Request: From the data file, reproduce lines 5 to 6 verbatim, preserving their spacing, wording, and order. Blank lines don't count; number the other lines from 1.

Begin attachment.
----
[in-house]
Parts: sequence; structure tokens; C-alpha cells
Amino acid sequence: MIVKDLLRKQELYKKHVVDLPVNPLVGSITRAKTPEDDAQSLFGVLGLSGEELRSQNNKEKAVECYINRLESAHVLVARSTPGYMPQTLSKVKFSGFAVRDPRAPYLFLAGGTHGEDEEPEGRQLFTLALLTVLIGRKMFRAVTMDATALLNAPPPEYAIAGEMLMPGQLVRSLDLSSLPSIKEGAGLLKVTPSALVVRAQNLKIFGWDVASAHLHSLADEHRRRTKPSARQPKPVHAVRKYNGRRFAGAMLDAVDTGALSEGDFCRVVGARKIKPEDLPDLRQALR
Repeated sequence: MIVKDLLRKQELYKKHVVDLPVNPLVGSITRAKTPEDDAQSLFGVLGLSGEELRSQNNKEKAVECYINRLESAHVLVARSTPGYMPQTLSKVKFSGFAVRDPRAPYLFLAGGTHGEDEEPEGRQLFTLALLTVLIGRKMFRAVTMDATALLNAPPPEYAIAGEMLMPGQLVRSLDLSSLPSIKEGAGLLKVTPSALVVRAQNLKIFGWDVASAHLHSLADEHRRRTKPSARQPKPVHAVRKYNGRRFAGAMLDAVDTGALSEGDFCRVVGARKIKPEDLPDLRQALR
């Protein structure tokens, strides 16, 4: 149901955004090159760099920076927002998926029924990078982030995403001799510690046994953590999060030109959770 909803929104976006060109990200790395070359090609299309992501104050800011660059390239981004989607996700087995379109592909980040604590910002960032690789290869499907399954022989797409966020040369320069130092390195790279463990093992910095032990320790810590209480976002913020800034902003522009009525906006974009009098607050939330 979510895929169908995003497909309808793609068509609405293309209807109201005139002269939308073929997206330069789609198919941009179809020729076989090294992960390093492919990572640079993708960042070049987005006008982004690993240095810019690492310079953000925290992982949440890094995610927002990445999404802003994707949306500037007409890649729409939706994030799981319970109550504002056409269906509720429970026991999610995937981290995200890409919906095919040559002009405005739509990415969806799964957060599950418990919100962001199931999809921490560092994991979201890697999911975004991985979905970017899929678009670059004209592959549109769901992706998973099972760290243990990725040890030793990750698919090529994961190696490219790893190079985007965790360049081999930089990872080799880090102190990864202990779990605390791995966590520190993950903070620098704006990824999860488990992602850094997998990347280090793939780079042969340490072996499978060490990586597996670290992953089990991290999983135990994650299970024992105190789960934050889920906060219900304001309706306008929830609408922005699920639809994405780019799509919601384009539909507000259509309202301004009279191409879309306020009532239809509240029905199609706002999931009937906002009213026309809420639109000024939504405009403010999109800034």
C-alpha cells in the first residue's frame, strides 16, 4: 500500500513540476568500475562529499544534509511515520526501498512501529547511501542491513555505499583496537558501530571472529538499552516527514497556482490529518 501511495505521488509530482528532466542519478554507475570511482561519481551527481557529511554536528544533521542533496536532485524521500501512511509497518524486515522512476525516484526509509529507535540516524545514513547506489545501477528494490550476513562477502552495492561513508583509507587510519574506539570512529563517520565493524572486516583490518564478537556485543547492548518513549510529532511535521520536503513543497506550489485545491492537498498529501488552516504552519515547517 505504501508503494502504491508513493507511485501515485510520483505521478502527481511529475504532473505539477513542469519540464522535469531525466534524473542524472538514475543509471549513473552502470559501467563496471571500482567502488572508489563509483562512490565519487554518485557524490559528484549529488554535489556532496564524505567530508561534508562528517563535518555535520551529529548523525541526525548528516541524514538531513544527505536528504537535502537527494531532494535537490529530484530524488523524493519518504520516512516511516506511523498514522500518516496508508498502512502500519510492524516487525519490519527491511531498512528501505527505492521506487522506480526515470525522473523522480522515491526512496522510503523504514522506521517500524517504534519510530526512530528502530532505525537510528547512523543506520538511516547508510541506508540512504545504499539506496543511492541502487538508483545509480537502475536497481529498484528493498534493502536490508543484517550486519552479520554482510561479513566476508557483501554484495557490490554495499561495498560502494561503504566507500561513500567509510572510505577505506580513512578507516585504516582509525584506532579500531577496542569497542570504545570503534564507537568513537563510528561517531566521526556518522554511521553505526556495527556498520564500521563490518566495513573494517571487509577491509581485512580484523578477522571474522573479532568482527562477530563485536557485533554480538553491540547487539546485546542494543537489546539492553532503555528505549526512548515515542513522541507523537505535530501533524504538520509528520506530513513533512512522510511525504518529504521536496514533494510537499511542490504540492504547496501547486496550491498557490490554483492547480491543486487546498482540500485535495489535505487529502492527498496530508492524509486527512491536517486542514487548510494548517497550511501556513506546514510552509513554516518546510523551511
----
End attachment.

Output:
């Protein structure tokens, strides 16, 4: 149901955004090159760099920076927002998926029924990078982030995403001799510690046994953590999060030109959770 909803929104976006060109990200790395070359090609299309992501104050800011660059390239981004989607996700087995379109592909980040604590910002960032690789290869499907399954022989797409966020040369320069130092390195790279463990093992910095032990320790810590209480976002913020800034902003522009009525906006974009009098607050939330 979510895929169908995003497909309808793609068509609405293309209807109201005139002269939308073929997206330069789609198919941009179809020729076989090294992960390093492919990572640079993708960042070049987005006008982004690993240095810019690492310079953000925290992982949440890094995610927002990445999404802003994707949306500037007409890649729409939706994030799981319970109550504002056409269906509720429970026991999610995937981290995200890409919906095919040559002009405005739509990415969806799964957060599950418990919100962001199931999809921490560092994991979201890697999911975004991985979905970017899929678009670059004209592959549109769901992706998973099972760290243990990725040890030793990750698919090529994961190696490219790893190079985007965790360049081999930089990872080799880090102190990864202990779990605390791995966590520190993950903070620098704006990824999860488990992602850094997998990347280090793939780079042969340490072996499978060490990586597996670290992953089990991290999983135990994650299970024992105190789960934050889920906060219900304001309706306008929830609408922005699920639809994405780019799509919601384009539909507000259509309202301004009279191409879309306020009532239809509240029905199609706002999931009937906002009213026309809420639109000024939504405009403010999109800034």
C-alpha cells in the first residue's frame, strides 16, 4: 500500500513540476568500475562529499544534509511515520526501498512501529547511501542491513555505499583496537558501530571472529538499552516527514497556482490529518 501511495505521488509530482528532466542519478554507475570511482561519481551527481557529511554536528544533521542533496536532485524521500501512511509497518524486515522512476525516484526509509529507535540516524545514513547506489545501477528494490550476513562477502552495492561513508583509507587510519574506539570512529563517520565493524572486516583490518564478537556485543547492548518513549510529532511535521520536503513543497506550489485545491492537498498529501488552516504552519515547517 505504501508503494502504491508513493507511485501515485510520483505521478502527481511529475504532473505539477513542469519540464522535469531525466534524473542524472538514475543509471549513473552502470559501467563496471571500482567502488572508489563509483562512490565519487554518485557524490559528484549529488554535489556532496564524505567530508561534508562528517563535518555535520551529529548523525541526525548528516541524514538531513544527505536528504537535502537527494531532494535537490529530484530524488523524493519518504520516512516511516506511523498514522500518516496508508498502512502500519510492524516487525519490519527491511531498512528501505527505492521506487522506480526515470525522473523522480522515491526512496522510503523504514522506521517500524517504534519510530526512530528502530532505525537510528547512523543506520538511516547508510541506508540512504545504499539506496543511492541502487538508483545509480537502475536497481529498484528493498534493502536490508543484517550486519552479520554482510561479513566476508557483501554484495557490490554495499561495498560502494561503504566507500561513500567509510572510505577505506580513512578507516585504516582509525584506532579500531577496542569497542570504545570503534564507537568513537563510528561517531566521526556518522554511521553505526556495527556498520564500521563490518566495513573494517571487509577491509581485512580484523578477522571474522573479532568482527562477530563485536557485533554480538553491540547487539546485546542494543537489546539492553532503555528505549526512548515515542513522541507523537505535530501533524504538520509528520506530513513533512512522510511525504518529504521536496514533494510537499511542490504540492504547496501547486496550491498557490490554483492547480491543486487546498482540500485535495489535505487529502492527498496530508492524509486527512491536517486542514487548510494548517497550511501556513506546514510552509513554516518546510523551511